Easy Homemade Refrigerator Pickles – A super-easy recipe for homemade pickles that cure right in your fridge so there’s no need to preserve them in jars. Ready in just a day or two, these classic dill pickles are made with garlic and dill and will be a welcomed addition to your summer time parties and barbecues!
Memorial Day is so close – I can almost smell the charred meats on the grill and the fruit in my sangria. I have absolutely zero plans for that Monday and looking forward to it. I haven’t binge-watched TV since Christmas and I miss it. If that sofa doesn’t have an imprint of my butt by the end of the holiday, I didn’t relax hard enough.
For all you that are planning to celebrate the day with tons of food, today’s recipe is a great addition to your BBQs and Picnics. It also marks the second recipe this week that was inspired by restaurants. First, we talked about this insanely-incredible Avocado & Charred Corn Salad that I recreated based on a salad I ate at a local Tex-Mex spot.
Now, I am bringing to you another easy recipe, but this time, on the snack spectrum. Say hello to my Easy Homemade Refrigerator Pickles!
Never in a MILLION years did I think I’d have the desire to make my own pickles. I was perfectly happy with the pickles I could buy in the store. They were perfectly seasoned and snappy – what could I do differently at home??
But during a visit to a local restaurant, I tried some of their homemade pickles and was BLOWN. AWAY. They were super salty but not as vinegary as your typical pickle. I could tell that they weren’t cured for too long because their skin was super green still and there was tons of crunch in the texture of the pickle. I NEEDED to have more of them. From that encounter alone, I was inspired to make my own at home.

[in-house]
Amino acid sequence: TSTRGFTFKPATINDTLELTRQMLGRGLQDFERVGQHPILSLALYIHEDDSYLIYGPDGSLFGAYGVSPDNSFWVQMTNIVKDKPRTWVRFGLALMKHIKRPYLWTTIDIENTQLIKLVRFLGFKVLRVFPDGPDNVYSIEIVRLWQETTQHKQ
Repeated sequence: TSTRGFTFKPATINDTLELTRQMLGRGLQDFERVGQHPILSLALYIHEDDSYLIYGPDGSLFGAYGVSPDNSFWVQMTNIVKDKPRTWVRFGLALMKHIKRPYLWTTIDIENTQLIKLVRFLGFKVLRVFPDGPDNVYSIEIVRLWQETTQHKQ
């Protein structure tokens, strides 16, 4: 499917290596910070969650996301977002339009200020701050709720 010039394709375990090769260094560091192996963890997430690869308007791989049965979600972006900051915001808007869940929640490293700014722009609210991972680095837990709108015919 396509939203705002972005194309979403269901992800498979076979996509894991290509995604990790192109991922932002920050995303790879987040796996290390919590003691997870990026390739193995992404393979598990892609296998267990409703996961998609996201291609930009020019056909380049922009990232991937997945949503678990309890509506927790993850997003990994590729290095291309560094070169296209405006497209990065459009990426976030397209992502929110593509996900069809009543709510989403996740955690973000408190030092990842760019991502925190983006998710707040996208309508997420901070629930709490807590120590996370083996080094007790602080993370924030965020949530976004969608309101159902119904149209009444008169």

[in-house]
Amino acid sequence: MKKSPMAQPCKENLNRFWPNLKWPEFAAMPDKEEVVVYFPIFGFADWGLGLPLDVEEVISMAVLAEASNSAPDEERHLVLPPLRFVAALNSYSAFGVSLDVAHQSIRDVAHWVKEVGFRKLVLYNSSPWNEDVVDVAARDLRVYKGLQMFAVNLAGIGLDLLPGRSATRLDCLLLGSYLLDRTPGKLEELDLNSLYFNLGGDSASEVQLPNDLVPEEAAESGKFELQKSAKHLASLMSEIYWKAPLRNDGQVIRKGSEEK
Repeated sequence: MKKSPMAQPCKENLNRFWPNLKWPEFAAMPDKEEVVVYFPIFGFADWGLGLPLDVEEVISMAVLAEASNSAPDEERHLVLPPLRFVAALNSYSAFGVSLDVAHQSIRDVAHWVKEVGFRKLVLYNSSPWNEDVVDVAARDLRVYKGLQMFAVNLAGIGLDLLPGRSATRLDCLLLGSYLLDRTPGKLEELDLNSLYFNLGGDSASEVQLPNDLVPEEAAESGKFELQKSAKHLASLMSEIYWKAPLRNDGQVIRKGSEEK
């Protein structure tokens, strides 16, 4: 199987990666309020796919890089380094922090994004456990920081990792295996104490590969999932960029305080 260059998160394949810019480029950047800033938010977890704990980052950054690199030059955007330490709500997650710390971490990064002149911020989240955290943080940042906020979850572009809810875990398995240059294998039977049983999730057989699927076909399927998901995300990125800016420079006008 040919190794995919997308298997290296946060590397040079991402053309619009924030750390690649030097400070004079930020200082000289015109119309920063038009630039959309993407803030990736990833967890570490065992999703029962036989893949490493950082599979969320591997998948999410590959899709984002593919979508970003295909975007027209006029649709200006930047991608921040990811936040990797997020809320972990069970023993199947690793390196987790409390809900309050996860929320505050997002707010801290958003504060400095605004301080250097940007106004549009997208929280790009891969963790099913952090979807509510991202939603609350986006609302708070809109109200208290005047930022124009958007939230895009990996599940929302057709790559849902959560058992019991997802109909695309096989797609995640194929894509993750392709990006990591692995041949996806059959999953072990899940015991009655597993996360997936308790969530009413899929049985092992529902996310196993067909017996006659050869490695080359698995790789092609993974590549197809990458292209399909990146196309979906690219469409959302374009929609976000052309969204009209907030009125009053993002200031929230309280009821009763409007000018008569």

But there was another thing holding me back – the canning process terrified me. Canning is the process of sealing jars to preserve the contents (think: jam, fruits, veggies, anything pickled). Why they call the process “canning,” even though you’re using jars, is beyond my comprehension.
But during my research, I realized that you don’t need to can pickles when making them at home. Instead, you can make refrigerator pickles. These pickles are called refrigerator pickles because they do not need to be preserved in jars by following the intimidating canning steps. Instead, they cure (turn from cucumbers to pickles) in the fridge.
So how exactly does this work? The process is similar to the pickled red onions that I made in this salad:
- Wash and dry some mason jars or jars with a clamp lid (which is what I used)
- Prepare the cucumbers by slicing off the ends and into the shape of your choice
- Add spices and cucumbers to jars
- Boil the brine and add to the jars
- Bring to room temperature and then store in fridge for 2 days
That’s really all there is to it! No fancy supplies or ingredients. But I will say, it was surprisingly annoying to locate the dill seed.
Note: dill seed is NOT the same as dill weed and they should not be interchanged for this recipe – a fact I learned after my third trip to a grocery store turned unsuccessful. I finally gave up the hunt and just purchased them on Amazon. I used the entire package (0.35 ounces) for this recipe so if you plan on making more than that, buy additional packs.
Here are a few more tips to ensure your pickles come out perfectly: